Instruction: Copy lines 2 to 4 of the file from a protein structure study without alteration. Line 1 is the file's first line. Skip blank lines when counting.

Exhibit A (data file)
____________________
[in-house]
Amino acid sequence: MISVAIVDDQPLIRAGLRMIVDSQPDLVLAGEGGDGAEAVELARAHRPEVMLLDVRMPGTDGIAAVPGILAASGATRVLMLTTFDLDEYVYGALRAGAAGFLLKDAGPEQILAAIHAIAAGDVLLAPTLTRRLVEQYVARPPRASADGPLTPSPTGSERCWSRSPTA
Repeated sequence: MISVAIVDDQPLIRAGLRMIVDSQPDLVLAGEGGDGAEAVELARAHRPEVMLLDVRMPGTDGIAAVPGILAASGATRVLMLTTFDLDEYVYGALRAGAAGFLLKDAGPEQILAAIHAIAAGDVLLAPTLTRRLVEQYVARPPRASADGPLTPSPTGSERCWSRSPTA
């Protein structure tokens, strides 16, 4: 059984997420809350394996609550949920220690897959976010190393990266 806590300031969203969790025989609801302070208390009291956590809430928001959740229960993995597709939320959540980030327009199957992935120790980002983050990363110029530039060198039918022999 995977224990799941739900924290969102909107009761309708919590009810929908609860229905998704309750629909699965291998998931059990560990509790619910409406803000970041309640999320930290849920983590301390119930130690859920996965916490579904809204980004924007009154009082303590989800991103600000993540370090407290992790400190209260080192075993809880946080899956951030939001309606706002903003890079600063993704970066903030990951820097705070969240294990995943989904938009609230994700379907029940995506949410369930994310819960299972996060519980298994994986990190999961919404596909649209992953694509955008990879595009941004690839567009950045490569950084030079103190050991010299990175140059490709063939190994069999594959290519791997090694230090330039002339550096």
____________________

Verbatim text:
Amino acid sequence: MISVAIVDDQPLIRAGLRMIVDSQPDLVLAGEGGDGAEAVELARAHRPEVMLLDVRMPGTDGIAAVPGILAASGATRVLMLTTFDLDEYVYGALRAGAAGFLLKDAGPEQILAAIHAIAAGDVLLAPTLTRRLVEQYVARPPRASADGPLTPSPTGSERCWSRSPTA
Repeated sequence: MISVAIVDDQPLIRAGLRMIVDSQPDLVLAGEGGDGAEAVELARAHRPEVMLLDVRMPGTDGIAAVPGILAASGATRVLMLTTFDLDEYVYGALRAGAAGFLLKDAGPEQILAAIHAIAAGDVLLAPTLTRRLVEQYVARPPRASADGPLTPSPTGSERCWSRSPTA
């Protein structure tokens, strides 16, 4: 059984997420809350394996609550949920220690897959976010190393990266 806590300031969203969790025989609801302070208390009291956590809430928001959740229960993995597709939320959540980030327009199957992935120790980002983050990363110029530039060198039918022999 995977224990799941739900924290969102909107009761309708919590009810929908609860229905998704309750629909699965291998998931059990560990509790619910409406803000970041309640999320930290849920983590301390119930130690859920996965916490579904809204980004924007009154009082303590989800991103600000993540370090407290992790400190209260080192075993809880946080899956951030939001309606706002903003890079600063993704970066903030990951820097705070969240294990995943989904938009609230994700379907029940995506949410369930994310819960299972996060519980298994994986990190999961919404596909649209992953694509955008990879595009941004690839567009950045490569950084030079103190050991010299990175140059490709063939190994069999594959290519791997090694230090330039002339550096």